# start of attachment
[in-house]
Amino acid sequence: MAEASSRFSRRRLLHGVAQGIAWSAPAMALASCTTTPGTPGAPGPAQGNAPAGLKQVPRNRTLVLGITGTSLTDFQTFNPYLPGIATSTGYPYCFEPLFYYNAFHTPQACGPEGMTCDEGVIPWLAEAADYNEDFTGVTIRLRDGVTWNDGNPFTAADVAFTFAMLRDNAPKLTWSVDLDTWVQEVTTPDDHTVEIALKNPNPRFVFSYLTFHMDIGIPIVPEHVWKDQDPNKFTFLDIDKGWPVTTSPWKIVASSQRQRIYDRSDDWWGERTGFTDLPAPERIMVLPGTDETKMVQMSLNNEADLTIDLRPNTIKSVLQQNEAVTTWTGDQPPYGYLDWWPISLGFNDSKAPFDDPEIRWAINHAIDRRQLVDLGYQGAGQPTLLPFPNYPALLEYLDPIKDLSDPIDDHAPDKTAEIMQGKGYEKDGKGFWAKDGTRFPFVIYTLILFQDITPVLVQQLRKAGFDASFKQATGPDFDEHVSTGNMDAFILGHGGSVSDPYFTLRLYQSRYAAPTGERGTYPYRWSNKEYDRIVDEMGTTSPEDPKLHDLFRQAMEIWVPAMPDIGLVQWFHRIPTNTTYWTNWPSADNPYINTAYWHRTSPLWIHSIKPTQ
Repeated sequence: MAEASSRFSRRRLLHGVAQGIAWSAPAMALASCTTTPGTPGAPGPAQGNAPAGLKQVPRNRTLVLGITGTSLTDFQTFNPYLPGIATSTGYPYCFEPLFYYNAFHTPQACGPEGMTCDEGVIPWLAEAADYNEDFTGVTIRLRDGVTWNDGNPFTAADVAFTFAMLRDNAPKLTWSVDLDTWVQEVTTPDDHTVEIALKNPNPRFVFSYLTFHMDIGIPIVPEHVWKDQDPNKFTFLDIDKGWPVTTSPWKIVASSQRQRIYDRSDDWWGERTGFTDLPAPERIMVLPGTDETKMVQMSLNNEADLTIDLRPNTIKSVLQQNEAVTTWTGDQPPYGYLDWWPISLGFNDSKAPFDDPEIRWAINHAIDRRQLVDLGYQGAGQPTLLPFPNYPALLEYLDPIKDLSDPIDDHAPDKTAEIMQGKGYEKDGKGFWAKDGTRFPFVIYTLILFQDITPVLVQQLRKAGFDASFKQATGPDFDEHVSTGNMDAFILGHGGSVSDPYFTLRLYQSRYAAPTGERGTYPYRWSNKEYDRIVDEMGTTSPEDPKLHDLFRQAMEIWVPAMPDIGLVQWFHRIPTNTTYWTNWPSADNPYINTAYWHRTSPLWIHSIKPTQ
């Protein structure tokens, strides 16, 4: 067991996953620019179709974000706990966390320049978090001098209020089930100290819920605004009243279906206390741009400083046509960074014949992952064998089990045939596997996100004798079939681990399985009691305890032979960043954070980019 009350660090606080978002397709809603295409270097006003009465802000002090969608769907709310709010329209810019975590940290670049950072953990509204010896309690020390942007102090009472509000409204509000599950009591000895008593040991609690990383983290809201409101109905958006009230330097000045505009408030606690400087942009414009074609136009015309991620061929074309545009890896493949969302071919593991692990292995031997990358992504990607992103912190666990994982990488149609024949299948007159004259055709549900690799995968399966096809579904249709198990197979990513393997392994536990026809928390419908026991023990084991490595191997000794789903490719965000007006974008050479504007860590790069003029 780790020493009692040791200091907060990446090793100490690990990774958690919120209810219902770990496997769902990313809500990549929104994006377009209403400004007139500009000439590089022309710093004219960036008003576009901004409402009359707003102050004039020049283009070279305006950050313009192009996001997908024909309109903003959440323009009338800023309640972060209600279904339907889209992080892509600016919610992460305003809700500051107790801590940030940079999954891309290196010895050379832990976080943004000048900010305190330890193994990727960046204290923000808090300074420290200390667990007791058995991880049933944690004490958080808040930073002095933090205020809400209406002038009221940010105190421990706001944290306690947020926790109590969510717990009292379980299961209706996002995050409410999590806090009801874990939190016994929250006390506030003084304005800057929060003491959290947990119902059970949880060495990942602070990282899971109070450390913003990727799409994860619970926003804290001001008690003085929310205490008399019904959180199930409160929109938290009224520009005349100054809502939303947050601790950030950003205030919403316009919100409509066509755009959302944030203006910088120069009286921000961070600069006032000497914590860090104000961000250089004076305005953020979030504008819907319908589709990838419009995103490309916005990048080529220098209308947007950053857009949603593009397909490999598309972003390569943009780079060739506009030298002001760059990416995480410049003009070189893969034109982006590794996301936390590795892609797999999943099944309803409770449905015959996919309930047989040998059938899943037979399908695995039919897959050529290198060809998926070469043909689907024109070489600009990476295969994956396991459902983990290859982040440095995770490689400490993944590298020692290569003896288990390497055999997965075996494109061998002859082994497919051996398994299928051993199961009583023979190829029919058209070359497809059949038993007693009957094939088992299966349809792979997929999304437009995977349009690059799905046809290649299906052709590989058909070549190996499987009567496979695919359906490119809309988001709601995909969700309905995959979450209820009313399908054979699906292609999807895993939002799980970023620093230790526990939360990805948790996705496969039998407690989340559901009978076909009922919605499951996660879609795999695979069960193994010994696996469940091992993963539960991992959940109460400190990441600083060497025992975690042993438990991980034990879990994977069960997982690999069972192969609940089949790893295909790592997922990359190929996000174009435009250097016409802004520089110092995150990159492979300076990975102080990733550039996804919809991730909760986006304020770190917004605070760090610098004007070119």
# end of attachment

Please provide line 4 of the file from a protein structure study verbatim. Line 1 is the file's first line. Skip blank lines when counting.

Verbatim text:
């Protein structure tokens, strides 16, 4: 067991996953620019179709974000706990966390320049978090001098209020089930100290819920605004009243279906206390741009400083046509960074014949992952064998089990045939596997996100004798079939681990399985009691305890032979960043954070980019 009350660090606080978002397709809603295409270097006003009465802000002090969608769907709310709010329209810019975590940290670049950072953990509204010896309690020390942007102090009472509000409204509000599950009591000895008593040991609690990383983290809201409101109905958006009230330097000045505009408030606690400087942009414009074609136009015309991620061929074309545009890896493949969302071919593991692990292995031997990358992504990607992103912190666990994982990488149609024949299948007159004259055709549900690799995968399966096809579904249709198990197979990513393997392994536990026809928390419908026991023990084991490595191997000794789903490719965000007006974008050479504007860590790069003029 780790020493009692040791200091907060990446090793100490690990990774958690919120209810219902770990496997769902990313809500990549929104994006377009209403400004007139500009000439590089022309710093004219960036008003576009901004409402009359707003102050004039020049283009070279305006950050313009192009996001997908024909309109903003959440323009009338800023309640972060209600279904339907889209992080892509600016919610992460305003809700500051107790801590940030940079999954891309290196010895050379832990976080943004000048900010305190330890193994990727960046204290923000808090300074420290200390667990007791058995991880049933944690004490958080808040930073002095933090205020809400209406002038009221940010105190421990706001944290306690947020926790109590969510717990009292379980299961209706996002995050409410999590806090009801874990939190016994929250006390506030003084304005800057929060003491959290947990119902059970949880060495990942602070990282899971109070450390913003990727799409994860619970926003804290001001008690003085929310205490008399019904959180199930409160929109938290009224520009005349100054809502939303947050601790950030950003205030919403316009919100409509066509755009959302944030203006910088120069009286921000961070600069006032000497914590860090104000961000250089004076305005953020979030504008819907319908589709990838419009995103490309916005990048080529220098209308947007950053857009949603593009397909490999598309972003390569943009780079060739506009030298002001760059990416995480410049003009070189893969034109982006590794996301936390590795892609797999999943099944309803409770449905015959996919309930047989040998059938899943037979399908695995039919897959050529290198060809998926070469043909689907024109070489600009990476295969994956396991459902983990290859982040440095995770490689400490993944590298020692290569003896288990390497055999997965075996494109061998002859082994497919051996398994299928051993199961009583023979190829029919058209070359497809059949038993007693009957094939088992299966349809792979997929999304437009995977349009690059799905046809290649299906052709590989058909070549190996499987009567496979695919359906490119809309988001709601995909969700309905995959979450209820009313399908054979699906292609999807895993939002799980970023620093230790526990939360990805948790996705496969039998407690989340559901009978076909009922919605499951996660879609795999695979069960193994010994696996469940091992993963539960991992959940109460400190990441600083060497025992975690042993438990991980034990879990994977069960997982690999069972192969609940089949790893295909790592997922990359190929996000174009435009250097016409802004520089110092995150990159492979300076990975102080990733550039996804919809991730909760986006304020770190917004605070760090610098004007070119």